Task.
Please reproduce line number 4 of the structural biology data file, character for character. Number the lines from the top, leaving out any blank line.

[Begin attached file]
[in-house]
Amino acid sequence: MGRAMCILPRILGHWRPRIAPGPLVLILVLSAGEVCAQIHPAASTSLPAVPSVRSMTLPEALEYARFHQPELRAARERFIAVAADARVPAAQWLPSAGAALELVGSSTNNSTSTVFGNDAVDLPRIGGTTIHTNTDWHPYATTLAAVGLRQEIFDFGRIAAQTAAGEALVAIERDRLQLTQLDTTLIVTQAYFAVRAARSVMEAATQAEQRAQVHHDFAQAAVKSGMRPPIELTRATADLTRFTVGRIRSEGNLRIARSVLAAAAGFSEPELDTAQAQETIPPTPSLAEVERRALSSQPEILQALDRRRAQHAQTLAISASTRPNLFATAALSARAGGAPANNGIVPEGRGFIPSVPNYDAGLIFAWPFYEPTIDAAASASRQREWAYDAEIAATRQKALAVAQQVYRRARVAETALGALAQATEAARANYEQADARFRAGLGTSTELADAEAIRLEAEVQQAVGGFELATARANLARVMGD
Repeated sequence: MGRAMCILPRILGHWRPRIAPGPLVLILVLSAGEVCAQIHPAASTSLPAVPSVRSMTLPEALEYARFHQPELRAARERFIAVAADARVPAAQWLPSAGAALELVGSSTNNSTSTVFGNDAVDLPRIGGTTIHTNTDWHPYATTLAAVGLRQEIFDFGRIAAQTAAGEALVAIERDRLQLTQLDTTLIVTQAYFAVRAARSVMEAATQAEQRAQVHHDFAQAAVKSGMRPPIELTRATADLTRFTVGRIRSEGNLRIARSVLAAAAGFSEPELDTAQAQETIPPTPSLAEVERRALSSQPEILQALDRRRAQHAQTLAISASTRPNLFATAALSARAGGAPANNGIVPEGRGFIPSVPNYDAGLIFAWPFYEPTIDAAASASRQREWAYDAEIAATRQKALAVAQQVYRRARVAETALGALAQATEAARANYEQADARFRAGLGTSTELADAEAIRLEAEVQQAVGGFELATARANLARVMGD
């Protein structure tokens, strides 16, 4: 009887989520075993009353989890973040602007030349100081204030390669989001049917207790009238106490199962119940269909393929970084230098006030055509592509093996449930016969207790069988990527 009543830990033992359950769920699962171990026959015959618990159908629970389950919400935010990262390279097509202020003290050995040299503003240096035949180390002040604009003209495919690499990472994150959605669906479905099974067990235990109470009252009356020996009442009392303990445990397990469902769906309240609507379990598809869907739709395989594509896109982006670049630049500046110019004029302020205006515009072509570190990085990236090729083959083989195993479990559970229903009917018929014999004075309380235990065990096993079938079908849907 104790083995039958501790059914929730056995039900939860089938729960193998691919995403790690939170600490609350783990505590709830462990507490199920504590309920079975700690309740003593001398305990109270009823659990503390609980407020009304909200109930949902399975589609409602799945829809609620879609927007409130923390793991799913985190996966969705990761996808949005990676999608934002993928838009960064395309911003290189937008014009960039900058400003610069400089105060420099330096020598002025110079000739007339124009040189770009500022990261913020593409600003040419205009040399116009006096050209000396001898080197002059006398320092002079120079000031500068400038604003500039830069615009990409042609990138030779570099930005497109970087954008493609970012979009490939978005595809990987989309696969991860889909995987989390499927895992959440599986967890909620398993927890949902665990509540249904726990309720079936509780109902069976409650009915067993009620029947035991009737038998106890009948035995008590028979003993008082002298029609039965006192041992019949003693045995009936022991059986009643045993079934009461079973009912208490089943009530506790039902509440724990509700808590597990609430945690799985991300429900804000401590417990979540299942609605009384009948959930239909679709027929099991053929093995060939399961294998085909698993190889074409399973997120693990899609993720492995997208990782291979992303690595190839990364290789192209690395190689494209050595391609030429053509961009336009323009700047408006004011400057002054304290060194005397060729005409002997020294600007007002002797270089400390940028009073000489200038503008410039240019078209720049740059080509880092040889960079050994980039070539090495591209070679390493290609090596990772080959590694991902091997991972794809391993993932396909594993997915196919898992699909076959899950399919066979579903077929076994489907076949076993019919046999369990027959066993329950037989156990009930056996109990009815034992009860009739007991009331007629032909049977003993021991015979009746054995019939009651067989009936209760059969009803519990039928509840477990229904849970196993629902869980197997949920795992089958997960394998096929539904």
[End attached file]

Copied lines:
């Protein structure tokens, strides 16, 4: 009887989520075993009353989890973040602007030349100081204030390669989001049917207790009238106490199962119940269909393929970084230098006030055509592509093996449930016969207790069988990527 009543830990033992359950769920699962171990026959015959618990159908629970389950919400935010990262390279097509202020003290050995040299503003240096035949180390002040604009003209495919690499990472994150959605669906479905099974067990235990109470009252009356020996009442009392303990445990397990469902769906309240609507379990598809869907739709395989594509896109982006670049630049500046110019004029302020205006515009072509570190990085990236090729083959083989195993479990559970229903009917018929014999004075309380235990065990096993079938079908849907 104790083995039958501790059914929730056995039900939860089938729960193998691919995403790690939170600490609350783990505590709830462990507490199920504590309920079975700690309740003593001398305990109270009823659990503390609980407020009304909200109930949902399975589609409602799945829809609620879609927007409130923390793991799913985190996966969705990761996808949005990676999608934002993928838009960064395309911003290189937008014009960039900058400003610069400089105060420099330096020598002025110079000739007339124009040189770009500022990261913020593409600003040419205009040399116009006096050209000396001898080197002059006398320092002079120079000031500068400038604003500039830069615009990409042609990138030779570099930005497109970087954008493609970012979009490939978005595809990987989309696969991860889909995987989390499927895992959440599986967890909620398993927890949902665990509540249904726990309720079936509780109902069976409650009915067993009620029947035991009737038998106890009948035995008590028979003993008082002298029609039965006192041992019949003693045995009936022991059986009643045993079934009461079973009912208490089943009530506790039902509440724990509700808590597990609430945690799985991300429900804000401590417990979540299942609605009384009948959930239909679709027929099991053929093995060939399961294998085909698993190889074409399973997120693990899609993720492995997208990782291979992303690595190839990364290789192209690395190689494209050595391609030429053509961009336009323009700047408006004011400057002054304290060194005397060729005409002997020294600007007002002797270089400390940028009073000489200038503008410039240019078209720049740059080509880092040889960079050994980039070539090495591209070679390493290609090596990772080959590694991902091997991972794809391993993932396909594993997915196919898992699909076959899950399919066979579903077929076994489907076949076993019919046999369990027959066993329950037989156990009930056996109990009815034992009860009739007991009331007629032909049977003993021991015979009746054995019939009651067989009936209760059969009803519990039928509840477990229904849970196993629902869980197997949920795992089958997960394998096929539904």